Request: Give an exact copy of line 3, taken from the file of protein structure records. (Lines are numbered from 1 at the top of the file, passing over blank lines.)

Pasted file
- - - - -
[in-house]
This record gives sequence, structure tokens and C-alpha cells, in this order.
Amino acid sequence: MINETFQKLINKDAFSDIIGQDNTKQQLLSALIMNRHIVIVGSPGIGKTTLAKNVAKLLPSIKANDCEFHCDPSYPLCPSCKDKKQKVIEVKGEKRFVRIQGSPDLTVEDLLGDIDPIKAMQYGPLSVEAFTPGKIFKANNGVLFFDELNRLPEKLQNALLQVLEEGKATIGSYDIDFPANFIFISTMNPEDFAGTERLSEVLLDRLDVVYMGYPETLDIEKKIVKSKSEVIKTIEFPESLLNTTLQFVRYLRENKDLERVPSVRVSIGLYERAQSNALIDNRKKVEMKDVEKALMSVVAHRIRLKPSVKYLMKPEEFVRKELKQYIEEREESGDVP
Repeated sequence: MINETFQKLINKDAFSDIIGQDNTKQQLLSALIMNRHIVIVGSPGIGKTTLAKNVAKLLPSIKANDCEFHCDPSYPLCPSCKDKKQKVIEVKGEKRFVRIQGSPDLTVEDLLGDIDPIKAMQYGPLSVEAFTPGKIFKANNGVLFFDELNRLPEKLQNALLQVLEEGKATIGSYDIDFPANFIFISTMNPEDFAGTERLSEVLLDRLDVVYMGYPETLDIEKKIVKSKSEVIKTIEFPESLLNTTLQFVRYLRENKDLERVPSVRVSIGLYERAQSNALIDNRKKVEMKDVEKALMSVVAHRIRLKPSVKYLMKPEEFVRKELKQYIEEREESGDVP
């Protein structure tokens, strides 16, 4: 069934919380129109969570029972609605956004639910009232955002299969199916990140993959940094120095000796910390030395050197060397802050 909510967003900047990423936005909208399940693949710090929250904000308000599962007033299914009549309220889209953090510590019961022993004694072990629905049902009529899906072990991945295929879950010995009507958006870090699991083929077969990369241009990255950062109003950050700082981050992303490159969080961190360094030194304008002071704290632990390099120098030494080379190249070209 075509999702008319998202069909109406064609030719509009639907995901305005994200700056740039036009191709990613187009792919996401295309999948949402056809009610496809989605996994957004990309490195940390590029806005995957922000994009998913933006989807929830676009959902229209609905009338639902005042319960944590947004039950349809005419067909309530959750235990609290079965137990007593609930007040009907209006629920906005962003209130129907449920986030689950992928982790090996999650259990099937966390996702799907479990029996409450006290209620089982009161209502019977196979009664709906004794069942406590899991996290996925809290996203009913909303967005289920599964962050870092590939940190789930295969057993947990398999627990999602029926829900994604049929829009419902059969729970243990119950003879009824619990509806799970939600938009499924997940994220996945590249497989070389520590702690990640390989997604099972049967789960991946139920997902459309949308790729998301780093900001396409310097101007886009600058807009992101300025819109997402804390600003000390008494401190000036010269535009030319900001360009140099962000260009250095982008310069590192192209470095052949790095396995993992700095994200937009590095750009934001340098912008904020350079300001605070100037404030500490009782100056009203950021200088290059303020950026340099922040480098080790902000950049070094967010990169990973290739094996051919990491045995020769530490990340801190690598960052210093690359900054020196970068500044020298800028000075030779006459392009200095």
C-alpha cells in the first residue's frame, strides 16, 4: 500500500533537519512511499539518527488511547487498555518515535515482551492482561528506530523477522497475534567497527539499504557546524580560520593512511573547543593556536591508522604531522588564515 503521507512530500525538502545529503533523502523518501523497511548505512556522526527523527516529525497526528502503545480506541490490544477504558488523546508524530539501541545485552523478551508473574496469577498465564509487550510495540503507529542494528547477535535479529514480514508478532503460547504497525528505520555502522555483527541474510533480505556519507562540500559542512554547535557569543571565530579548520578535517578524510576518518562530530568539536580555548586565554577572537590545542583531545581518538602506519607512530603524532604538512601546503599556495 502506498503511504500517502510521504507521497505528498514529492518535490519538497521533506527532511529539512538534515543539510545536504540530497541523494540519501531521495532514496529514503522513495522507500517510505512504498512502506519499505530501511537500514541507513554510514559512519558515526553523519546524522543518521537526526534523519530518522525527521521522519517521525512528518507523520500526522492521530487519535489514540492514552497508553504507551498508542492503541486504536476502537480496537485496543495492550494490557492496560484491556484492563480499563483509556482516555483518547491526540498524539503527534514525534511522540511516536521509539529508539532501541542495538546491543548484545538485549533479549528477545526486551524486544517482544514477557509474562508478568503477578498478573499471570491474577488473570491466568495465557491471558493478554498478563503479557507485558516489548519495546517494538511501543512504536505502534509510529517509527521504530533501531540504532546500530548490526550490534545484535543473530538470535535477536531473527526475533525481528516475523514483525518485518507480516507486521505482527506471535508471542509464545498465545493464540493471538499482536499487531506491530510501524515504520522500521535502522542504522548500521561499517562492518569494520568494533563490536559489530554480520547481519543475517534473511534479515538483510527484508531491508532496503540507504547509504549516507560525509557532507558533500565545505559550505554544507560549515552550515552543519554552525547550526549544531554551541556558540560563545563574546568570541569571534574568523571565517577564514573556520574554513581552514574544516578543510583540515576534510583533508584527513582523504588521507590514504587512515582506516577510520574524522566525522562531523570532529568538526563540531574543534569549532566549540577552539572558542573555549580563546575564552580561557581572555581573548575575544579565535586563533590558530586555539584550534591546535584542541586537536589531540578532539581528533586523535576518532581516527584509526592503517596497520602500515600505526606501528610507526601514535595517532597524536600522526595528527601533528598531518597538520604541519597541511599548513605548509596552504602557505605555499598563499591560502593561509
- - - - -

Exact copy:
Amino acid sequence: MINETFQKLINKDAFSDIIGQDNTKQQLLSALIMNRHIVIVGSPGIGKTTLAKNVAKLLPSIKANDCEFHCDPSYPLCPSCKDKKQKVIEVKGEKRFVRIQGSPDLTVEDLLGDIDPIKAMQYGPLSVEAFTPGKIFKANNGVLFFDELNRLPEKLQNALLQVLEEGKATIGSYDIDFPANFIFISTMNPEDFAGTERLSEVLLDRLDVVYMGYPETLDIEKKIVKSKSEVIKTIEFPESLLNTTLQFVRYLRENKDLERVPSVRVSIGLYERAQSNALIDNRKKVEMKDVEKALMSVVAHRIRLKPSVKYLMKPEEFVRKELKQYIEEREESGDVP